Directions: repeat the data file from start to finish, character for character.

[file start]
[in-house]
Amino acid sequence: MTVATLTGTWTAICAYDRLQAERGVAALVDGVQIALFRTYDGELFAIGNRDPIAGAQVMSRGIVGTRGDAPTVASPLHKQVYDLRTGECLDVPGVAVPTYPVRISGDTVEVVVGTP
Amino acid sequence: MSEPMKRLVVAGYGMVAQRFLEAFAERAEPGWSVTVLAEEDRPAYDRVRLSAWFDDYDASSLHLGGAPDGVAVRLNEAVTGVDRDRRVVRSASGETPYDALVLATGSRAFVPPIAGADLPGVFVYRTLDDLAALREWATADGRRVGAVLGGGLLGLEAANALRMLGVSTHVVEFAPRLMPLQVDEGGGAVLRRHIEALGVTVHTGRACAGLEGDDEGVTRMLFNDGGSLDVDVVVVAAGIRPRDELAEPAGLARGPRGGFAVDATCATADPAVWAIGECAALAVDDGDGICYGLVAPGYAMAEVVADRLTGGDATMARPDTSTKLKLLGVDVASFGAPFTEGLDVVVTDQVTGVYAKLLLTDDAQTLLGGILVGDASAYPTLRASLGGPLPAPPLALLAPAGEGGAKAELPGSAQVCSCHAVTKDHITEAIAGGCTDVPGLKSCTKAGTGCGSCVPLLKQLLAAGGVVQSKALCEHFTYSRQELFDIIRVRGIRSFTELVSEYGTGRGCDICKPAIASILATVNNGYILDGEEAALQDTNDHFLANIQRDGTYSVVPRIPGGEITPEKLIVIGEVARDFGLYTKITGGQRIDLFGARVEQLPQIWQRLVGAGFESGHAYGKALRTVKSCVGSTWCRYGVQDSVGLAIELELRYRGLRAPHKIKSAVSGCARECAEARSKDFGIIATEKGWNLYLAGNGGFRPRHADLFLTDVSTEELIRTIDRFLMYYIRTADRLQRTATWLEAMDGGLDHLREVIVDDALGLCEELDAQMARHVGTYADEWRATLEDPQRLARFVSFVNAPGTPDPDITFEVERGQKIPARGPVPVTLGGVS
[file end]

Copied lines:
[in-house]
Amino acid sequence: MTVATLTGTWTAICAYDRLQAERGVAALVDGVQIALFRTYDGELFAIGNRDPIAGAQVMSRGIVGTRGDAPTVASPLHKQVYDLRTGECLDVPGVAVPTYPVRISGDTVEVVVGTP
Amino acid sequence: MSEPMKRLVVAGYGMVAQRFLEAFAERAEPGWSVTVLAEEDRPAYDRVRLSAWFDDYDASSLHLGGAPDGVAVRLNEAVTGVDRDRRVVRSASGETPYDALVLATGSRAFVPPIAGADLPGVFVYRTLDDLAALREWATADGRRVGAVLGGGLLGLEAANALRMLGVSTHVVEFAPRLMPLQVDEGGGAVLRRHIEALGVTVHTGRACAGLEGDDEGVTRMLFNDGGSLDVDVVVVAAGIRPRDELAEPAGLARGPRGGFAVDATCATADPAVWAIGECAALAVDDGDGICYGLVAPGYAMAEVVADRLTGGDATMARPDTSTKLKLLGVDVASFGAPFTEGLDVVVTDQVTGVYAKLLLTDDAQTLLGGILVGDASAYPTLRASLGGPLPAPPLALLAPAGEGGAKAELPGSAQVCSCHAVTKDHITEAIAGGCTDVPGLKSCTKAGTGCGSCVPLLKQLLAAGGVVQSKALCEHFTYSRQELFDIIRVRGIRSFTELVSEYGTGRGCDICKPAIASILATVNNGYILDGEEAALQDTNDHFLANIQRDGTYSVVPRIPGGEITPEKLIVIGEVARDFGLYTKITGGQRIDLFGARVEQLPQIWQRLVGAGFESGHAYGKALRTVKSCVGSTWCRYGVQDSVGLAIELELRYRGLRAPHKIKSAVSGCARECAEARSKDFGIIATEKGWNLYLAGNGGFRPRHADLFLTDVSTEELIRTIDRFLMYYIRTADRLQRTATWLEAMDGGLDHLREVIVDDALGLCEELDAQMARHVGTYADEWRATLEDPQRLARFVSFVNAPGTPDPDITFEVERGQKIPARGPVPVTLGGVS